2 – AndyL – 961
        3 – DickAllen – 958
        3 – WoC – 958
        5 – Invitro – 957
        6 – MarkR – 948
        6 – Geoff – 948
        8 – Keith Reise – 946
        9 – DM – 942
        10 – Sam C. – 940

        By the way, kudos to whoever wrote the Excel logic that allowed for automatic standings update after each pick. That was pretty damn slick.

        • NevadaMark says:

          DM, thanks. Obviously I didn’t stop to count. Those are pretty impressive lists.

        • It’s fascinating to me that we put together lists of the top 50 players and we were given a “head start” by eliminating 50 players.

          And after all that, I still failed to pick 2 (so far) players that Joe had (Robinson, Berra) AND that means I still have 2 players in my top-41 that won’t even make Joe’s top-100.

          I’m not even sure who those 2 players might be. George Brett? Pete Rose? Kaline? Ripken? Cy Young?

          This is a fun game. Let’s do it for the NFL next!

          • Sadge says:

            I had Robinson at #42 from the get go. Then, on my final edit, I must have added a cell and it pushed him down to 43 and I didn’t catch it. As soon as it was announced by Joe, I knew I had it dead on until I saw my mistake. Shoot.

            The last two picks burned me bad. Pedro and Spahn were both people I had on my list much of the time. I can’t remember now why I took them off or for who. Those were my first two complete misses and it is painful to think that I have at least two more coming at some point.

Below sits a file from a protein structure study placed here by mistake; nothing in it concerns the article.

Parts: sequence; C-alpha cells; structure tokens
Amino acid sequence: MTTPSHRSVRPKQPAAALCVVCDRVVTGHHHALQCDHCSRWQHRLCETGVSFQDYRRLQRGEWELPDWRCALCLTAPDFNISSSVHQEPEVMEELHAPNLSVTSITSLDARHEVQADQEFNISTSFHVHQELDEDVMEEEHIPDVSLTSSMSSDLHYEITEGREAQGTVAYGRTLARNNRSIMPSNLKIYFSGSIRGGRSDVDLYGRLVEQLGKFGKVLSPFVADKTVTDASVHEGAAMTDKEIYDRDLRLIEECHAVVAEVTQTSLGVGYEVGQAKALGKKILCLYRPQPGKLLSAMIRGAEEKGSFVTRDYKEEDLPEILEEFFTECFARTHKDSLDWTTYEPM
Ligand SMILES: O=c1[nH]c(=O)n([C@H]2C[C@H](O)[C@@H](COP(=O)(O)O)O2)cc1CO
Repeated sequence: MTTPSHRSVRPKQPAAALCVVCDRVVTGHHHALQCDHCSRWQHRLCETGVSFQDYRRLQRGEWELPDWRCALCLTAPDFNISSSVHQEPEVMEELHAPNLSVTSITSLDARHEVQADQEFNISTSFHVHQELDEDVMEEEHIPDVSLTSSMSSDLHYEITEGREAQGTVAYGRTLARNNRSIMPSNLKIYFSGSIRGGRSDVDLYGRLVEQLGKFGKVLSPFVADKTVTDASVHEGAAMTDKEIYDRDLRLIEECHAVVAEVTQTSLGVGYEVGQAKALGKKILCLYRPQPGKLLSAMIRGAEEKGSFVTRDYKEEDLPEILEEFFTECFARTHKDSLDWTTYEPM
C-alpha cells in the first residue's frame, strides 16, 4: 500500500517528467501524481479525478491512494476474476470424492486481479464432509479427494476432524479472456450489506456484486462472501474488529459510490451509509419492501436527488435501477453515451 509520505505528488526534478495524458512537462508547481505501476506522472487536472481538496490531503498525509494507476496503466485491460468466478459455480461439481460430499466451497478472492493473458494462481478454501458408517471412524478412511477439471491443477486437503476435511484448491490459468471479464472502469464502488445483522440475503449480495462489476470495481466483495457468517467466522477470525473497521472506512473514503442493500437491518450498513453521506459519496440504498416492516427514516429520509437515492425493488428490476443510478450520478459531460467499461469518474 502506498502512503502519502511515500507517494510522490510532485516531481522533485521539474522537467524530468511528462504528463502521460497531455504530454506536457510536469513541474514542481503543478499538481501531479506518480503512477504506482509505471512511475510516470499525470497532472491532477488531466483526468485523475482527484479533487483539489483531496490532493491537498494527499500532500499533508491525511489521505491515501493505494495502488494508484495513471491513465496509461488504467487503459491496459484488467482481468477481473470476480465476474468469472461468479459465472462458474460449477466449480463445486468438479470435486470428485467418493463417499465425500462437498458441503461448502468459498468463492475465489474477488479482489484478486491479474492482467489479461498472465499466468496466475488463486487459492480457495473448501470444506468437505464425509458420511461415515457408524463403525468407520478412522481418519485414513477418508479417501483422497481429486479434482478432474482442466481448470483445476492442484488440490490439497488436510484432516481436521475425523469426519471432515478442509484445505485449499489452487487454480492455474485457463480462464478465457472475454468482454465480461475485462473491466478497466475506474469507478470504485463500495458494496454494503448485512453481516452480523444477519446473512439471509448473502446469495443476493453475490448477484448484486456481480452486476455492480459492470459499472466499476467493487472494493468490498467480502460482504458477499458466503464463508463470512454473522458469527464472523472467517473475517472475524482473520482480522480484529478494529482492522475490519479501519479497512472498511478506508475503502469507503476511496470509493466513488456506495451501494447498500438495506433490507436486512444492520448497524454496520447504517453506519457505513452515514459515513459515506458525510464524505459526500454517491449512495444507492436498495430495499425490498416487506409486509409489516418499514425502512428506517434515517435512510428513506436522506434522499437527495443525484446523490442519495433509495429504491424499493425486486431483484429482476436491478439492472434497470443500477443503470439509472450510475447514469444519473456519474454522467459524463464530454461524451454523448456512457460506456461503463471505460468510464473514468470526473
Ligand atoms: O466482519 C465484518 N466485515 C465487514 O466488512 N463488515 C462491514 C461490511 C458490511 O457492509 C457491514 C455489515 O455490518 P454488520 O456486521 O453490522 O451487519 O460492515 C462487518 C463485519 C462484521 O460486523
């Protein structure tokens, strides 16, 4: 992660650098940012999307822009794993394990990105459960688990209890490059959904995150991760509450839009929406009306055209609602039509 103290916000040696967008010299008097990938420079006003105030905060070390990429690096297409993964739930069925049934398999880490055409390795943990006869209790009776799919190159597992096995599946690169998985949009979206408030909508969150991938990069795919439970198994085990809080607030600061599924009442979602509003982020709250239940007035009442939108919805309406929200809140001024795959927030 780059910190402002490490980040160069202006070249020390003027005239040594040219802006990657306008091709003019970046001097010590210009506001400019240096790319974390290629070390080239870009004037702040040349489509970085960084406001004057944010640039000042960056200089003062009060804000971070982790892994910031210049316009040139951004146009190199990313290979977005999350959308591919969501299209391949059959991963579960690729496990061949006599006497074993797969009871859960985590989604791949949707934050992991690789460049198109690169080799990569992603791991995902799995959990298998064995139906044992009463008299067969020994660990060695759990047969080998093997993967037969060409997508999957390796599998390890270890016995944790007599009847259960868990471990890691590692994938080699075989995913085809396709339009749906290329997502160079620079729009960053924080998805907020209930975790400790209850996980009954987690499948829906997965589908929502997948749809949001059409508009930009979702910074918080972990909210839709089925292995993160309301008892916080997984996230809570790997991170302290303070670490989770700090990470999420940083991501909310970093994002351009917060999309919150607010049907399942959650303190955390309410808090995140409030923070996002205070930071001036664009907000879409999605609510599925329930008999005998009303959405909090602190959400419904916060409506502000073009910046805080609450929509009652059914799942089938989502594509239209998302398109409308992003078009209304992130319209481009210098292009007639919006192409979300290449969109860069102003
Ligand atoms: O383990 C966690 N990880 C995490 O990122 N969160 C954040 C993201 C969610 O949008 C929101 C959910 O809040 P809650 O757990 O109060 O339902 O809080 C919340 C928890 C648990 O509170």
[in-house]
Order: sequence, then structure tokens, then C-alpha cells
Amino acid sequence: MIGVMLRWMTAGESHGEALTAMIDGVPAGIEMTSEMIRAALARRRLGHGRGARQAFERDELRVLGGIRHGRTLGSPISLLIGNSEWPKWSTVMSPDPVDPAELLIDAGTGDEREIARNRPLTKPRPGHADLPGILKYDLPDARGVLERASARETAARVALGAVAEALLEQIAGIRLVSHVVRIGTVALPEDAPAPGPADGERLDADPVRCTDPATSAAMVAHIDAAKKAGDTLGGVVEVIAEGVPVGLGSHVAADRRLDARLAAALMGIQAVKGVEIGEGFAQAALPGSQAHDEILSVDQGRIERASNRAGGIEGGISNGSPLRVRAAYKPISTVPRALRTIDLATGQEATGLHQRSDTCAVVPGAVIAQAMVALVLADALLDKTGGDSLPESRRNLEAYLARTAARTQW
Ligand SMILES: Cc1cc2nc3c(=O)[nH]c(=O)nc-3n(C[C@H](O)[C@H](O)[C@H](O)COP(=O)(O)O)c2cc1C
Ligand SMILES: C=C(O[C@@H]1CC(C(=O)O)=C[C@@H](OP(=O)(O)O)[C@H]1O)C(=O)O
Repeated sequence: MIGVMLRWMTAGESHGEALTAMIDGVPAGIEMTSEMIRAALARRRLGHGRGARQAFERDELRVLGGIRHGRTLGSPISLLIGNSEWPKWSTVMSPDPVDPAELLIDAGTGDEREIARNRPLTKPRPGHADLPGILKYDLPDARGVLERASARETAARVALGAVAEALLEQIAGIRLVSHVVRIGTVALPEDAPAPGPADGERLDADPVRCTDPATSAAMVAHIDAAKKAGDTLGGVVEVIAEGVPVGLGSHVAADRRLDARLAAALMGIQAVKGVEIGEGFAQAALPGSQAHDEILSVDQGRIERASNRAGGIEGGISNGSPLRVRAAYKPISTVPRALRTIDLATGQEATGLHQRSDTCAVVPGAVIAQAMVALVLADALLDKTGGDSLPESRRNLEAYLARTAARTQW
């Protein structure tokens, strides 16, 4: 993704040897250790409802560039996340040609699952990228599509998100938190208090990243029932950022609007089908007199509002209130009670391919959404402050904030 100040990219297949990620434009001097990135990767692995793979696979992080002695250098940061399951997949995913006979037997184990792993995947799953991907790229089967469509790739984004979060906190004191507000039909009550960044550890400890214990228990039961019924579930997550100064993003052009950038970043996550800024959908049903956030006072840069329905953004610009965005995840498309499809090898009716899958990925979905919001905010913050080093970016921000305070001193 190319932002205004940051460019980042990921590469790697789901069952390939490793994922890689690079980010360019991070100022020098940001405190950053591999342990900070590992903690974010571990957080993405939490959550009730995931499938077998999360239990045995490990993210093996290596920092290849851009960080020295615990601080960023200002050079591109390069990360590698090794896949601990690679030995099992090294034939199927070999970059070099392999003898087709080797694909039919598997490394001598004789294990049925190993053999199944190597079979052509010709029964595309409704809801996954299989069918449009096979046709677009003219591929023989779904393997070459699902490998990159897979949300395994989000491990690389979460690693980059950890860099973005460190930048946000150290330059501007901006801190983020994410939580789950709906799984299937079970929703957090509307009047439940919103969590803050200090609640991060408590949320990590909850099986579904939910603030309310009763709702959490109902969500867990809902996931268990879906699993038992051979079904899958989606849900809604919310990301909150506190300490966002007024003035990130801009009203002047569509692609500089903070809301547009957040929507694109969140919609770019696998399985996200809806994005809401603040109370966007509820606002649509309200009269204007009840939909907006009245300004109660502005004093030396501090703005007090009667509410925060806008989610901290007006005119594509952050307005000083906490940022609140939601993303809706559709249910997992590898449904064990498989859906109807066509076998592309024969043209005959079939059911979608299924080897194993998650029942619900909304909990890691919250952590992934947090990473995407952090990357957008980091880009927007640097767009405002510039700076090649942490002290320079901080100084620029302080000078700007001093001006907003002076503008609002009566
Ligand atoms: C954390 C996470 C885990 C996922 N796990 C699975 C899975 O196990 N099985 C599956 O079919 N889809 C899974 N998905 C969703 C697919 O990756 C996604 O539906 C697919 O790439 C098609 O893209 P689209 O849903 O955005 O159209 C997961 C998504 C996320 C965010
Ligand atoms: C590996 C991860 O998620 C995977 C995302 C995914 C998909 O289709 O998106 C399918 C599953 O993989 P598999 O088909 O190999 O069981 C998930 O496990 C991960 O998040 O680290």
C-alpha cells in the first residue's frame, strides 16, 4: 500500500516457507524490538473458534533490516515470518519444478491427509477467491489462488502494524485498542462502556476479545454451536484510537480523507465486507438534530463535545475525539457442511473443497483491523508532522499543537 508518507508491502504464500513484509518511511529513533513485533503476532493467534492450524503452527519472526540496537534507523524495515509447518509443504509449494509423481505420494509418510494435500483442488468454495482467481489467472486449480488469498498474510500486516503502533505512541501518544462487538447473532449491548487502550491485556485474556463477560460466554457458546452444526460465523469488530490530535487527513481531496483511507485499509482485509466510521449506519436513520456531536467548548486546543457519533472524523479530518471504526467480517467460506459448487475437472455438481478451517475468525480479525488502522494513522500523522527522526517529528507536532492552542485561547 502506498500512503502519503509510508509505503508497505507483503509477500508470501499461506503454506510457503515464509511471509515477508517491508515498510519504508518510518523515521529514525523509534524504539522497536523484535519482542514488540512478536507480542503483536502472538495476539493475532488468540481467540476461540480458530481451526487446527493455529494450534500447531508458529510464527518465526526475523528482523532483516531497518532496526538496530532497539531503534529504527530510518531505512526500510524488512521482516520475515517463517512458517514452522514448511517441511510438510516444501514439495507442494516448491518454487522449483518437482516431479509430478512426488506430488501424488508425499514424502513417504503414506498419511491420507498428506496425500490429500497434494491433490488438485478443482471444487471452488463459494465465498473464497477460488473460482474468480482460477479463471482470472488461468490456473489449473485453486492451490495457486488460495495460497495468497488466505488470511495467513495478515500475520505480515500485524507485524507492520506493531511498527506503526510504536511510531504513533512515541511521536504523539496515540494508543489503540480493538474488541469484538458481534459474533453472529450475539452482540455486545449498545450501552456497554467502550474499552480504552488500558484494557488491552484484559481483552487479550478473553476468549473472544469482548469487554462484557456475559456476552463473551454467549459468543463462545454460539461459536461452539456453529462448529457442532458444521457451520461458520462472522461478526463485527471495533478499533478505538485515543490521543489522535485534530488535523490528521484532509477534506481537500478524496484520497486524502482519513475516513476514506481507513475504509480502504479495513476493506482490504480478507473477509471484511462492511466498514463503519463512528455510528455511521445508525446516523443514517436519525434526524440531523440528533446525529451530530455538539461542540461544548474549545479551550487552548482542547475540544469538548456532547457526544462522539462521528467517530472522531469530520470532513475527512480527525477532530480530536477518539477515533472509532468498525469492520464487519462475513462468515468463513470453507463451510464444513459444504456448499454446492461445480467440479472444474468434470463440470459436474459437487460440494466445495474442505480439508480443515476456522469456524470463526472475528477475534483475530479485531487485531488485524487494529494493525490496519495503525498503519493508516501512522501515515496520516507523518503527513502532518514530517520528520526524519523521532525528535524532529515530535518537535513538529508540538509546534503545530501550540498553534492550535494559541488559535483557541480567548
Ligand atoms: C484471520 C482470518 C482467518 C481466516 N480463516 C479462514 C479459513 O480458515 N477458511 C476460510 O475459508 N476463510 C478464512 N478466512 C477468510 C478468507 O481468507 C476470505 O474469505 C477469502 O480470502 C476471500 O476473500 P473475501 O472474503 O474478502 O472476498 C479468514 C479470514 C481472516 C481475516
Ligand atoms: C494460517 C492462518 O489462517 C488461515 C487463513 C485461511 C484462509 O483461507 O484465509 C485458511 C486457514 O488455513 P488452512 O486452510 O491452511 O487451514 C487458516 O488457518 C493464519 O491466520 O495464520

• DM says:

            Hi Richie,

            I looked at your entry (I’m assuming you’re “RichieW13”). My guess is that your 45-48 selections (Plank, Jenkins, Palmer, Hubbell) won’t end up being selected by Joe. All fine pitchers, no doubt, and they are all at least reasonable candidates for top 100 status, but I think they have no chance at this point in the list.

            Aside from J. Robinson and Berra, I think the other 2 that you probably omitted are Josh Gibson and Oscar Charleston. I think Joe’s fairly certain to include those 2.

        • Zack says:

          DM, how can I access the standings?

          • DM says:


            Did you get the spreadsheet with everyone’s picks from Geoff? There’s a “Scoring” tab where you enter the names as Joe posts them, and then the “Standings” tab displays the updated standings.

  2. schlom says:

    Robinson, in my opinion, is the greatest athlete in American history. Now granted I might be biased as I went to UCLA because that’s where he went.

    • largebill says:

      “Greatest athlete in American history” is a very subjective thing. Most of us tend to have greater knowledge of team sports and dismiss the individual sports. I don’t say that to argue that Robinson was not the “greatest athlete in American history,” but rather to say it is unknowable. Michael Phelps might be the choice of some people. A different track athlete such as Carl Lewis might be someone else’s choice. I lean towards Jim Brown. Brown, like Robinson, was exceptional at everything he attempted. One of the problems with the current trend to focus on only one sport is we aren’t finding out if a LeBron James or Mike Trout might have become “greatest athlete in American history.”